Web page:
If wages in Japan are stagnant, how is increasing inflation going to help wage earners afford a better stream of good and services? It won’t. Ultimately, what we need to see are policies which maintain wages for median and lower-income wage earners with the greatest marginal propensity to spend. Without this, in a demographically challenged and indebted private sector, so-called secular stagnation is almost a certainty.
This is going to be a relatively short note focused on what is going on in Japan because of the news that Japan has ramped up its program of quantitative easing to new heights. Coming on the heels of the US Federal Reserve’s announcement that it would stop expanding its balance sheet with large scale asset purchases, the Bank of Japan’s announcement was music to the ears of Japanese equities investors. And shares in Japan promptly rose 4.8% on the news. The larger question, however, is whether QE is effective either at shaping future inflation or inflation expectations or at increasing nominal and real GDP. The evidence is equivocal. And so Japan presents a unique opportunity to see the limits of monetary policy tested.
By Michael Pettis Doug, Pancoast, an American entrepreneur living in Shanghai, asked to interview me for his blog, and I agreed to do so. I think it was meant to be a brief interview, but I began to respond on a Saturday evening, while waiting for the performance at my club to begin (my office is at my CD label, […]
This is an abbreviated post from our subscription series at Credit Writedowns Pro. Yesterday, I did a broad overview of four markets of interest to global investors. And I wanted to continue my thoughts on this here with a few more markets and with a deeper dive into some of my thinking about the UK. Britain, Part 2 In the […]
This is the first time I am doing this, so let’s see how much value it adds. I thought I would quickly run through a number of countries in the news and give my perspective on the macro picture in each. I am just going to give a summary here of the key points of interest and will do a deep dive on some at a later date. Let’s start with the US.
I have always thought that the soft landing/hard landing debate wholly misses the point when it comes to China’s economic prospects. It confuses the kinds of market-based adjustments we are likely to see in the US or Europe with the much more controlled process we see in China. Instead of a hard landing or a soft landing, the Chinese economy faces two very different options, and these will be largely determined by the policies Beijing chooses over the next two years.
The gist of the piece here is that, while I see a cyclical recovery that is gathering pace, the Achilles heel of the recovery from a sustainability perspective is wage growth. To the degree the Fed normalizes policy now before wage growth has a chance to make up for its really weak post-recession trajectory, the US will find itself in the same sort of weak stall speed scenario that we now see in Europe. My worry now is that the cyclical recovery has been artificial, fake – goosed up by temporary monetary stimulus. I think that when that stimulus is removed, there will be nothing to support continued growth, and that the US economy will weaken. Here’s how I put it below.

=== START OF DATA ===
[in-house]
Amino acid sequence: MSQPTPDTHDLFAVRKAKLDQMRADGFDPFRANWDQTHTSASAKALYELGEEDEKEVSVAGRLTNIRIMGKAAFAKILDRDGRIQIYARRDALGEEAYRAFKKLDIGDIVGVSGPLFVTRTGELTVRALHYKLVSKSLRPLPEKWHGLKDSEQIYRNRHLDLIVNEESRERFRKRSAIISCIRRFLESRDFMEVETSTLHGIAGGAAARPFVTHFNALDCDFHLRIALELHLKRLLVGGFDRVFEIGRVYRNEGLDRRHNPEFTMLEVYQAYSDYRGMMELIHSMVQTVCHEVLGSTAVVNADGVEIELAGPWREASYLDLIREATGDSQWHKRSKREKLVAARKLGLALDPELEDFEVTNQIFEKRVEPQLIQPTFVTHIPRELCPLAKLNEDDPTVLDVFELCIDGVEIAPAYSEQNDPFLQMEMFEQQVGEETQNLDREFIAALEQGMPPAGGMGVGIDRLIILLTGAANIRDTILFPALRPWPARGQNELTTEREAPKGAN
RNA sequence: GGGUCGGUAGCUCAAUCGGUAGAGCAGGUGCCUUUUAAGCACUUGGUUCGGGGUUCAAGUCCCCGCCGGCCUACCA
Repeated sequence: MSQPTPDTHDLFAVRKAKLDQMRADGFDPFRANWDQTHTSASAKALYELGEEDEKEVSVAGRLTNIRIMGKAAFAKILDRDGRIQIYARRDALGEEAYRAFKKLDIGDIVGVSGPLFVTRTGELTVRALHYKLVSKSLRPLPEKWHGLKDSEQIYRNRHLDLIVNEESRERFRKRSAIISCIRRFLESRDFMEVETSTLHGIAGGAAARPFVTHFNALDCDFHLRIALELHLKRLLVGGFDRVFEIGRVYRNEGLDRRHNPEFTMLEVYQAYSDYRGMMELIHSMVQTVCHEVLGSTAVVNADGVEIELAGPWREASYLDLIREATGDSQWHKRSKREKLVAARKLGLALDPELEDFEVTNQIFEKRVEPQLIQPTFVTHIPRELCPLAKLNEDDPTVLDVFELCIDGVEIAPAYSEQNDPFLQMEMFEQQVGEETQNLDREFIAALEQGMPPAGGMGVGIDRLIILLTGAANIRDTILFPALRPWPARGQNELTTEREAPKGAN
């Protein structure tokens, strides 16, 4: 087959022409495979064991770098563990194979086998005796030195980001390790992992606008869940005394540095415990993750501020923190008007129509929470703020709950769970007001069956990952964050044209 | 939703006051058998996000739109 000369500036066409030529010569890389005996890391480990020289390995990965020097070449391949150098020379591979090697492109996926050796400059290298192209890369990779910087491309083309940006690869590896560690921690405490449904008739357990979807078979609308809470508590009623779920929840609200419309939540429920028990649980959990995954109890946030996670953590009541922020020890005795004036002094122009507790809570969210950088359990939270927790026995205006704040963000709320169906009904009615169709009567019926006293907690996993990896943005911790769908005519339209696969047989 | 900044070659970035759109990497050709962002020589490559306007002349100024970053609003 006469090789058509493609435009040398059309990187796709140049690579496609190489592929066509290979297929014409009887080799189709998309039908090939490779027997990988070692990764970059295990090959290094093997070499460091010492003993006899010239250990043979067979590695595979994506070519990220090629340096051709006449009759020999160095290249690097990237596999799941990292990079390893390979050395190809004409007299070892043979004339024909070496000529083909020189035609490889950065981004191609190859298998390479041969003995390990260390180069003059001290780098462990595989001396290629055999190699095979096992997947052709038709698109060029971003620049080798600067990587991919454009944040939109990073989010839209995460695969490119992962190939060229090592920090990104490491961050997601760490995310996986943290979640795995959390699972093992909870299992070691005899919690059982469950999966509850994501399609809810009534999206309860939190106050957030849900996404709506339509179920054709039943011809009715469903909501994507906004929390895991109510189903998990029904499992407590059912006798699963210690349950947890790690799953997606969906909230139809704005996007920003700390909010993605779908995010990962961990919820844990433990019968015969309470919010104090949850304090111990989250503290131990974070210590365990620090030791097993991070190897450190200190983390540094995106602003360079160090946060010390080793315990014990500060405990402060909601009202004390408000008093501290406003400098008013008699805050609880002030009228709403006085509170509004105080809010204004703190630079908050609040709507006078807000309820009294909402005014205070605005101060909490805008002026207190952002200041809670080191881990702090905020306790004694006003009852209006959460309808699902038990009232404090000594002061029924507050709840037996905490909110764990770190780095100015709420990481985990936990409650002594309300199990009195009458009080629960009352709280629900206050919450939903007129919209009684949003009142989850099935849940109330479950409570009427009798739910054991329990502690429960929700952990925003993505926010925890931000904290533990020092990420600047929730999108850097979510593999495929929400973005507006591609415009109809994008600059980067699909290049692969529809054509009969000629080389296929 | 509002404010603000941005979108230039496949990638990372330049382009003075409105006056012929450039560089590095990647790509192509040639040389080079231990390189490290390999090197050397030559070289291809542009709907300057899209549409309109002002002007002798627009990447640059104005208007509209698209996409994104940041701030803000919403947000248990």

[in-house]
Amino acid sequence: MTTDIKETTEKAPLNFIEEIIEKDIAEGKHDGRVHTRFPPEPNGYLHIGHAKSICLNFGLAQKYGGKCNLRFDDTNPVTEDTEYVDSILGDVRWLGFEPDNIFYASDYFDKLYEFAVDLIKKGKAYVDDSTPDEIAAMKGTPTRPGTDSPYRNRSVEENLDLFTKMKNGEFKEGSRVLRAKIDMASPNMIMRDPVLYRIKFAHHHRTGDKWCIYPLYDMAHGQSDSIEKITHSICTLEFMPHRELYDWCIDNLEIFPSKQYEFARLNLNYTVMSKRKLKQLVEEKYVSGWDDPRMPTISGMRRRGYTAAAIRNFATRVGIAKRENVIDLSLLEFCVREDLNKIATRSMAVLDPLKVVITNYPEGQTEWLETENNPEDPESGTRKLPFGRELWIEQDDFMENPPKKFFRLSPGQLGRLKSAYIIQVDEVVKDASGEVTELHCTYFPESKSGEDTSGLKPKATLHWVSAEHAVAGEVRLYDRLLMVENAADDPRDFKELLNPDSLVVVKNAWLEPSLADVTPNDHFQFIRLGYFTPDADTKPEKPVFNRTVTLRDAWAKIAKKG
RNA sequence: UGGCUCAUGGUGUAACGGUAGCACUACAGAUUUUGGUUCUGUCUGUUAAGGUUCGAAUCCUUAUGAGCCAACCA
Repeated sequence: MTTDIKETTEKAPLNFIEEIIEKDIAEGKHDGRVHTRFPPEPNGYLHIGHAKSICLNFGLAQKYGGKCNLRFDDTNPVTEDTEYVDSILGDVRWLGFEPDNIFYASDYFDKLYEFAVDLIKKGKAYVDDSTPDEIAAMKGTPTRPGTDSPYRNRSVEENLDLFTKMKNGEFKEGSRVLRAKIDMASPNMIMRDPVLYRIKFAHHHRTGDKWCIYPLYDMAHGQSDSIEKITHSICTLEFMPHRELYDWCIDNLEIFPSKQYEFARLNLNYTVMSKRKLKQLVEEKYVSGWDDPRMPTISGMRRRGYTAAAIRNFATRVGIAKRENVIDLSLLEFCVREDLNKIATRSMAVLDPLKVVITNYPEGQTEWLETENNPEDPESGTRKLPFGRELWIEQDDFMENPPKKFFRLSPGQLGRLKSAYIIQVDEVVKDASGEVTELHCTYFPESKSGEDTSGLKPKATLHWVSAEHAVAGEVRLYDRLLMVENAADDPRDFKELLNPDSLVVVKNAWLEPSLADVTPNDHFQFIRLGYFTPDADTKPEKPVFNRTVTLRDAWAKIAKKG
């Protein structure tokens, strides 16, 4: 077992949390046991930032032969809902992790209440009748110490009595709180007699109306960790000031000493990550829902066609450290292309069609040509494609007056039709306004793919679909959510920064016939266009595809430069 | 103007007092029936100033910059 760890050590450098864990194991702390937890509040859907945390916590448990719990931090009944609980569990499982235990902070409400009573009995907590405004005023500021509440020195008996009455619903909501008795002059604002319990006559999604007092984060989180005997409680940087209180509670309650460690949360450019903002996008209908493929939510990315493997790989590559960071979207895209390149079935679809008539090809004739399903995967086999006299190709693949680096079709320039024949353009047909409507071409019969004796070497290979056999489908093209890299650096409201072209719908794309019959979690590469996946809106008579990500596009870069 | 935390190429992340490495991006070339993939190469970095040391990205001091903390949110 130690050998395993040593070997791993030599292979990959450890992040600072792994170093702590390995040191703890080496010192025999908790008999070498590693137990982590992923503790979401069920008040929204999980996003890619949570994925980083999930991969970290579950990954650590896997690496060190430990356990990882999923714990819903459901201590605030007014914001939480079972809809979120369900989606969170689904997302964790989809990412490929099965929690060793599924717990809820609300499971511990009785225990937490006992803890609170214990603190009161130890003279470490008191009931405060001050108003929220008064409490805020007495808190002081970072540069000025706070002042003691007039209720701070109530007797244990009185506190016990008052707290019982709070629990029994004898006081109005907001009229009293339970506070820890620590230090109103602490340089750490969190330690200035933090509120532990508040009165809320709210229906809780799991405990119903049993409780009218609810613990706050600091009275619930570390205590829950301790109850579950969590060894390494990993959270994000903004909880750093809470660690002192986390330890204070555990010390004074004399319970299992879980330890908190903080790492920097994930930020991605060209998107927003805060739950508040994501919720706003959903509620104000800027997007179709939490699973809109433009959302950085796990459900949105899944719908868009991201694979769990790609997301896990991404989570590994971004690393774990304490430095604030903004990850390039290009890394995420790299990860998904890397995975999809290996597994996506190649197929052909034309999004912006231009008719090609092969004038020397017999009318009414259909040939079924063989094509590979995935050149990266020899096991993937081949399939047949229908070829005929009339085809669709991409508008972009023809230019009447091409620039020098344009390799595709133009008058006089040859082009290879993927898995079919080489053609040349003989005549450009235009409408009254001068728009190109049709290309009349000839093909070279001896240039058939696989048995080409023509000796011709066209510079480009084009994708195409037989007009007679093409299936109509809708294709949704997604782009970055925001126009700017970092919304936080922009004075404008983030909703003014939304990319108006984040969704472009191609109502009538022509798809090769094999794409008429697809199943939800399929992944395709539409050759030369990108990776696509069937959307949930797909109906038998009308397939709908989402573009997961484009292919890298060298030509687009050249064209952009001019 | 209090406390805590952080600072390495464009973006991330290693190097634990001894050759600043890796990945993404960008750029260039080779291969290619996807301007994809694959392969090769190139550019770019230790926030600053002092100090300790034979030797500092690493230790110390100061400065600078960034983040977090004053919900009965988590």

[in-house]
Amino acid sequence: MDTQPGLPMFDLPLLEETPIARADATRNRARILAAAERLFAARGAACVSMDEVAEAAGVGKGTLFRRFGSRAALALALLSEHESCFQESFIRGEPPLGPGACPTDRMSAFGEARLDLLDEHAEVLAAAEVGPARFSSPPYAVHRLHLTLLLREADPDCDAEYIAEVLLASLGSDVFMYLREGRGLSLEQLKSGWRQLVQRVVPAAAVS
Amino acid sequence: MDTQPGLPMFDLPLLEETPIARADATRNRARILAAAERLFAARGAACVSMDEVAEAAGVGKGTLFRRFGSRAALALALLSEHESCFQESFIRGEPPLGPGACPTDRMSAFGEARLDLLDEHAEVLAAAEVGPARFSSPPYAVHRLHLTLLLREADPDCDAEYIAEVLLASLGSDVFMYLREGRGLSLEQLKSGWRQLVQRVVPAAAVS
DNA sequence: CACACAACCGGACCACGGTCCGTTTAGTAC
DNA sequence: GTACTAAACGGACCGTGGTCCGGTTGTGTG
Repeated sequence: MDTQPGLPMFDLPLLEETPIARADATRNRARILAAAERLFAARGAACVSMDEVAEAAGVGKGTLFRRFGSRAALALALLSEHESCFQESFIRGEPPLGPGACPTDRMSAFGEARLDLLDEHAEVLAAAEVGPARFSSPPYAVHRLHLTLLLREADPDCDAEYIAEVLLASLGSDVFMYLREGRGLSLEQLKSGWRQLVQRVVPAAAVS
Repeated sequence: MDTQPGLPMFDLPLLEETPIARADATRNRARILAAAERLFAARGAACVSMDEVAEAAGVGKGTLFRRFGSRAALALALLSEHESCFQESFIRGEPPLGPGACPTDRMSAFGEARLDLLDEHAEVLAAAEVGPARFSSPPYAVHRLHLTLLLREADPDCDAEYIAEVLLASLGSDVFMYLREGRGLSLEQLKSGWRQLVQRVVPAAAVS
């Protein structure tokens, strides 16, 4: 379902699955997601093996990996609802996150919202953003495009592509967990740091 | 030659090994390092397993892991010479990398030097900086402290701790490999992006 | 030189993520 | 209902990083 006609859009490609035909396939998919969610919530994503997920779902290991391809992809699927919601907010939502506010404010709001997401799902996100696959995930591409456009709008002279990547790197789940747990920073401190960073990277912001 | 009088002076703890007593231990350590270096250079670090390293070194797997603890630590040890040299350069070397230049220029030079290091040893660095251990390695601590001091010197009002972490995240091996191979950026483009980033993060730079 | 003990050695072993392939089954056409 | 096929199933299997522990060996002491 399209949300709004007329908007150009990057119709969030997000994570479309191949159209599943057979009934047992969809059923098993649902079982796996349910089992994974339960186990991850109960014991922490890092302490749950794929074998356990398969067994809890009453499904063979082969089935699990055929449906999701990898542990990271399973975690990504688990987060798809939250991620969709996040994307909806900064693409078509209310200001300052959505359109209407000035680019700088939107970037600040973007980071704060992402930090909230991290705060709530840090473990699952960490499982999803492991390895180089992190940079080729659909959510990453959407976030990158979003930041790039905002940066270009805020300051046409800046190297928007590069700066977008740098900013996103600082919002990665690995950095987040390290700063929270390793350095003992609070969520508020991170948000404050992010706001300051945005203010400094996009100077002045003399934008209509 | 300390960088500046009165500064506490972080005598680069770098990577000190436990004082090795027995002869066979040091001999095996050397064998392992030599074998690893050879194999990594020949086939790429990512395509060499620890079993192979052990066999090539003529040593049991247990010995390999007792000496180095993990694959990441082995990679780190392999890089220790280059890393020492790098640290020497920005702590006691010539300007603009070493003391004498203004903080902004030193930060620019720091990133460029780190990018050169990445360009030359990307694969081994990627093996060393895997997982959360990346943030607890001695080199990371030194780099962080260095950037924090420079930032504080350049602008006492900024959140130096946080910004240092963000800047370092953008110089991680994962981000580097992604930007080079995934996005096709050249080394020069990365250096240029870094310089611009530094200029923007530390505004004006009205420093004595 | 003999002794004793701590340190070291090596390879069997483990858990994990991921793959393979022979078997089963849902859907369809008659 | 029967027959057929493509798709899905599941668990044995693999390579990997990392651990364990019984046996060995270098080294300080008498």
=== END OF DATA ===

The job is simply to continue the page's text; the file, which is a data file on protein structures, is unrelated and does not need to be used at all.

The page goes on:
This is an abbreviated post from our subscription series at Credit Writedowns Pro. Labor Day is behind us now and I intend to have a much more regular posting schedule going forward. But the lack of posts has given me some time to reflect on the global macro situation without the need to write about it on a daily basis. […]
This is an abbreviated post from our subscription series at Credit Writedowns Pro. Today is the time to update you on how my 2014 surprises are faring and why. Just to remind you, the surprise list is based on Byron Wien’s list of ten surprises which he has been conducting for the last thirty years. Surprises are events to which […]
This is an abbreviated post from our subscription series at Credit Writedowns Pro. I am back from my summer holiday. There has been a lot of news in the time since I last posted. And the news flow is coming from a lot of different places. So, let me start up again with a post highlighting what I think are […]
By Edward Hugh There has been lot’s of debate in the press and in academic circles over the last week or so about whether Italy’s latest contraction constitutes a triple dip recession or simply a continuation of what’s been going on over many many years. This is an interesting theoretical nicety, but in fact what is happening in Italy at […]
Japan needs deep seated cultural changes, especially ones directed to greater female empowerment and more openness towards immigration. Japan needs a series of structural reforms – like those under discussion around the third arrow – but these would be to soften the blow of workforce and population decline, not an attempt to run away from it. Monetary policy has its limits. As Martin Wolf so aptly put it, “you can’t print babies”.